). That these trajectories converge during adolescence seems to be a central and overarching aspect of development.
The longitudinal dataset employed in this study provided an overview of the development of gender role attitudes across the entire period of adolescence. It captured long-term developmental trajectories from early adolescence to emerging adulthood while using an extensive sample (N = 3828). A partially uniform metric was applied over time and across groups to measure the development of gender role attitudes over time. Despite these advantages, the study also exhibited several limitations with relevant implications for future research.
Some challenges arose when attempting to model the gender role attitudes construct in this study. Previous research (e.g., Knight & Brinton, 2017
) has shown that gender roles cannot necessarily be mapped on a one-dimensional scale with egalitarianism at one end and traditionalism at the other. The item statements used to assess gender role attitudes (Appendix Table 8
) encompass both descriptive statements on how men and women actually relate to one another and prescriptive statements about how they ought
to relate to one another (Krampen, 1979
). In addition, gender role attitudes can be divided into different facets. They encompass models for dividing domestic and paid labor among couples, while also including normative and legal aspects of gender equality and women’s greater presence in public life (Constantin & Voicu, 2015
). This multidimensional perspective on gender role attitudes cannot always be converted into a one-dimensional scale with egalitarianism at one end and traditionalism at the other. These various facets of gender role attitudes are also contained within the construct used here. A scale measuring egalitarian gender role attitudes was employed for two key reasons: first, due to the increasing endorsement of egalitarian attitudes in Western societies (Lomazzi & Seddig, 2020
), and second, because the egalitarian attitudes scale included sufficient linkages between items across measurement waves to examine developmental trajectories. Nevertheless, the use of the scale may have had an effect on the results, as acquiescence led adolescents to agree more with egalitarian statements, leading to the rejection of the gender intensification hypothesis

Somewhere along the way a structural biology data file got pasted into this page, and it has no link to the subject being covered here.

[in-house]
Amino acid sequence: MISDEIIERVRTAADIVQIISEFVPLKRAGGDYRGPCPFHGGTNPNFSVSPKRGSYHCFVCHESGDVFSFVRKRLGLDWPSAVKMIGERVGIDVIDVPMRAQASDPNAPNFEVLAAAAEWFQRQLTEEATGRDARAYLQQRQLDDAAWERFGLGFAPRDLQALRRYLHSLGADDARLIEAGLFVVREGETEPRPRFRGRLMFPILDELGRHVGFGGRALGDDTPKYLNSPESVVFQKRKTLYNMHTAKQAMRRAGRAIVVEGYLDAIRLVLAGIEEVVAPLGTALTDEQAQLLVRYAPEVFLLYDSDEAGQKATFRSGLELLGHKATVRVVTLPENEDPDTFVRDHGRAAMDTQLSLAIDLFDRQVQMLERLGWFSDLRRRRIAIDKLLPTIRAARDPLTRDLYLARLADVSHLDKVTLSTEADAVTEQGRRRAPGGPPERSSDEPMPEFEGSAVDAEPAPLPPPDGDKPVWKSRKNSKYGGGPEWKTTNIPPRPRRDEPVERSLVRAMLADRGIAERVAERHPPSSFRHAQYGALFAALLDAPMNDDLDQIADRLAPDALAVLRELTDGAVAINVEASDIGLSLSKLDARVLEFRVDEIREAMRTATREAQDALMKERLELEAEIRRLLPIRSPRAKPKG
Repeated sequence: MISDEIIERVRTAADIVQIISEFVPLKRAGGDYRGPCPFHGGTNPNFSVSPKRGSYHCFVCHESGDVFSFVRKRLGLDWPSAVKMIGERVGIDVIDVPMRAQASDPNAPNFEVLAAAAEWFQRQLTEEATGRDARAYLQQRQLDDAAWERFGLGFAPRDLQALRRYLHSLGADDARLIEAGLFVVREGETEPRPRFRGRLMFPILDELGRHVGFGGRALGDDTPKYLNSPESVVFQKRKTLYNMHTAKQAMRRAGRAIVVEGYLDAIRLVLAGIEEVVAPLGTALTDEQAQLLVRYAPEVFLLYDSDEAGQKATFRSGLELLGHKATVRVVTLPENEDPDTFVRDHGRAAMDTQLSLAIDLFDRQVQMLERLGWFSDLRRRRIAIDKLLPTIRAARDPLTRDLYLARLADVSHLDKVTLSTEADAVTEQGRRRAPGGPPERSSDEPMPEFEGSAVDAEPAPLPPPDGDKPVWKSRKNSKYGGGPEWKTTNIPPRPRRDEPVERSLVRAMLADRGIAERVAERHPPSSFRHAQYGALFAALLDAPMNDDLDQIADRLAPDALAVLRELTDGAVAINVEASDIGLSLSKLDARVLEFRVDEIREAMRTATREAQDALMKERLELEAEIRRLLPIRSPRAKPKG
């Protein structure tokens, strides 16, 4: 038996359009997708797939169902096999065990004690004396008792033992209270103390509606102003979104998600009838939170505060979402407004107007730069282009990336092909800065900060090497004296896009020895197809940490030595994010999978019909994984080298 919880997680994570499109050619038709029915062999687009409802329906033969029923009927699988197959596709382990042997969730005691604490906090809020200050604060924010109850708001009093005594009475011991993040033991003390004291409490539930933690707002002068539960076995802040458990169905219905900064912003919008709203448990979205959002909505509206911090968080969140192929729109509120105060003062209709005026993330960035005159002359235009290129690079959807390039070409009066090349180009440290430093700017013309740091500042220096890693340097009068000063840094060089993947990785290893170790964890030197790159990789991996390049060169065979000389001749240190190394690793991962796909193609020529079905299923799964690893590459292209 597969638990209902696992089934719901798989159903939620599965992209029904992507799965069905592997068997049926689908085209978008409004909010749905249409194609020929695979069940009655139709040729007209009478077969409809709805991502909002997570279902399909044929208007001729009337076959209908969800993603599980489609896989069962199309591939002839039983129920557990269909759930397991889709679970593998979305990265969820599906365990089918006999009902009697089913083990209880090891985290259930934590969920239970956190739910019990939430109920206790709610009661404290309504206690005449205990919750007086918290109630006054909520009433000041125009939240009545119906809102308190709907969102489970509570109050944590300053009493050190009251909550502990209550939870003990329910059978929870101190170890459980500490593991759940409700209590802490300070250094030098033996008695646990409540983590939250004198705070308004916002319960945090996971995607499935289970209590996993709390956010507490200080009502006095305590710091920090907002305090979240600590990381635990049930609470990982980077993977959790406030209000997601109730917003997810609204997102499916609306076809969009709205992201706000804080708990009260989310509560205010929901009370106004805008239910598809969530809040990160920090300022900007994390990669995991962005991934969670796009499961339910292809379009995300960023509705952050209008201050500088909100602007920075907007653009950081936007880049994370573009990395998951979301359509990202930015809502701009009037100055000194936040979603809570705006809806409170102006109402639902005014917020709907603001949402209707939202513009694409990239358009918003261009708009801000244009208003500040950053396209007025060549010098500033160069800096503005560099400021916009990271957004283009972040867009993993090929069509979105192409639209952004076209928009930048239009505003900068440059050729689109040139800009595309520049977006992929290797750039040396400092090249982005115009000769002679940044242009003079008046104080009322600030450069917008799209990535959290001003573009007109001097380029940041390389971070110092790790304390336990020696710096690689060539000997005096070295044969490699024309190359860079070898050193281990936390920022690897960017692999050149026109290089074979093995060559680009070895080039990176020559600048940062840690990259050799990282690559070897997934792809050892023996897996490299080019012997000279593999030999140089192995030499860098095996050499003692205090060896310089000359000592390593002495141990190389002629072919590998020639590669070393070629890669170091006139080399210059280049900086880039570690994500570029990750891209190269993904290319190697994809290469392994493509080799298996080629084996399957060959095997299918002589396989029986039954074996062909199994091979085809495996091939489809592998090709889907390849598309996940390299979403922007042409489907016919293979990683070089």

Following recent recommendations, the egalitarian gender role attitudes scale was embedded in structural equation models and tested for measurement variance over time and across genders (e.g., Lomazzi & Seddig, 2020
). This study was able to partially confirm the scale’s measurement invariance in both ways. However, due to the aforementioned complexity, recourse to partial measurement invariance was unavoidable in some cases (Byrne, 2013
). Moreover, the indicators shifted across measurement points, as the number of items measuring egalitarian attitudes was lower in the beginning and increased over time. This meant that only two anchor items were available for the first measurement point (Hancock & Buehl, 2008
). However, the exchange of items over time is not necessarily avoidable in a longitudinal perspective with a changing social construct. Agreement with items, such as that women should have the same rights as men, reaches a ceiling by no longer reflecting variance after a certain point in time (see also gender role scales of the European Values Study, EVS, 2021
). However, the sensitivity analysis concerning the shorter scale showed that measurement invariance and the developmental pattern were confirmed.
It was not possible to model a quadratic slope in the latent growth curve models due to convergence problems. This might have been due to the relatively low variance of the slope parameters. This issue could not be solved with the presented models because the most common solutions (e.g., fixing the residuals of the same indicators over time) did not achieve satisfactory model fit. This may be a further indication that modelling gender role attitudes remains a key issue requiring more extensive and in-depth research.